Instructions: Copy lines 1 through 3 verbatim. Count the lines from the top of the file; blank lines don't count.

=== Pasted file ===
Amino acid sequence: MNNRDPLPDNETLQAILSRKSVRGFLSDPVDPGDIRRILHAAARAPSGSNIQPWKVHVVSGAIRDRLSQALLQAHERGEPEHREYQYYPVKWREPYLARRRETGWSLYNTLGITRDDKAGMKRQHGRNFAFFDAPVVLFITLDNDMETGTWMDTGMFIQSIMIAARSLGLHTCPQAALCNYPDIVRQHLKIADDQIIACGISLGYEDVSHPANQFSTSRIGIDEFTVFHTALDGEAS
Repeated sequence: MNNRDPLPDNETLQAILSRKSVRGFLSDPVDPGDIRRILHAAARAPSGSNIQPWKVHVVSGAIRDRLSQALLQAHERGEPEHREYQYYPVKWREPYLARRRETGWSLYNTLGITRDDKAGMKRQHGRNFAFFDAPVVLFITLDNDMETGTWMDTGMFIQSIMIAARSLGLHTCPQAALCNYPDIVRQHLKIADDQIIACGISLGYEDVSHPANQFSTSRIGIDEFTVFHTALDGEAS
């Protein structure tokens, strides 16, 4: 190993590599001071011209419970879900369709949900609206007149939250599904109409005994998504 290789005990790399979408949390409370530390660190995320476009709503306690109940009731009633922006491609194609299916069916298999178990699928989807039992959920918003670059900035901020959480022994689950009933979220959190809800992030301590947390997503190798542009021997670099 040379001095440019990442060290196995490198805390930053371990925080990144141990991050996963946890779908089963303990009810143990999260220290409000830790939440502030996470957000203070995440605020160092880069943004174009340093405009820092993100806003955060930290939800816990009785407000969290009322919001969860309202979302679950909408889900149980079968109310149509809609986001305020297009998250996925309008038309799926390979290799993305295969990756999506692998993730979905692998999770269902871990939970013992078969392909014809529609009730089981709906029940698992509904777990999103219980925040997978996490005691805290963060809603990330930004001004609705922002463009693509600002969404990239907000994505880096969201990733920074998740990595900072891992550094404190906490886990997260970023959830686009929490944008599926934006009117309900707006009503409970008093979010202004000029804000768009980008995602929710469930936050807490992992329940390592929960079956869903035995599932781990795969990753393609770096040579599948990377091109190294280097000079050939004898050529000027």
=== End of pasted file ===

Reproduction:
Amino acid sequence: MNNRDPLPDNETLQAILSRKSVRGFLSDPVDPGDIRRILHAAARAPSGSNIQPWKVHVVSGAIRDRLSQALLQAHERGEPEHREYQYYPVKWREPYLARRRETGWSLYNTLGITRDDKAGMKRQHGRNFAFFDAPVVLFITLDNDMETGTWMDTGMFIQSIMIAARSLGLHTCPQAALCNYPDIVRQHLKIADDQIIACGISLGYEDVSHPANQFSTSRIGIDEFTVFHTALDGEAS
Repeated sequence: MNNRDPLPDNETLQAILSRKSVRGFLSDPVDPGDIRRILHAAARAPSGSNIQPWKVHVVSGAIRDRLSQALLQAHERGEPEHREYQYYPVKWREPYLARRRETGWSLYNTLGITRDDKAGMKRQHGRNFAFFDAPVVLFITLDNDMETGTWMDTGMFIQSIMIAARSLGLHTCPQAALCNYPDIVRQHLKIADDQIIACGISLGYEDVSHPANQFSTSRIGIDEFTVFHTALDGEAS
């Protein structure tokens, strides 16, 4: 190993590599001071011209419970879900369709949900609206007149939250599904109409005994998504 290789005990790399979408949390409370530390660190995320476009709503306690109940009731009633922006491609194609299916069916298999178990699928989807039992959920918003670059900035901020959480022994689950009933979220959190809800992030301590947390997503190798542009021997670099 040379001095440019990442060290196995490198805390930053371990925080990144141990991050996963946890779908089963303990009810143990999260220290409000830790939440502030996470957000203070995440605020160092880069943004174009340093405009820092993100806003955060930290939800816990009785407000969290009322919001969860309202979302679950909408889900149980079968109310149509809609986001305020297009998250996925309008038309799926390979290799993305295969990756999506692998993730979905692998999770269902871990939970013992078969392909014809529609009730089981709906029940698992509904777990999103219980925040997978996490005691805290963060809603990330930004001004609705922002463009693509600002969404990239907000994505880096969201990733920074998740990595900072891992550094404190906490886990997260970023959830686009929490944008599926934006009117309900707006009503409970008093979010202004000029804000768009980008995602929710469930936050807490992992329940390592929960079956869903035995599932781990795969990753393609770096040579599948990377091109190294280097000079050939004898050529000027």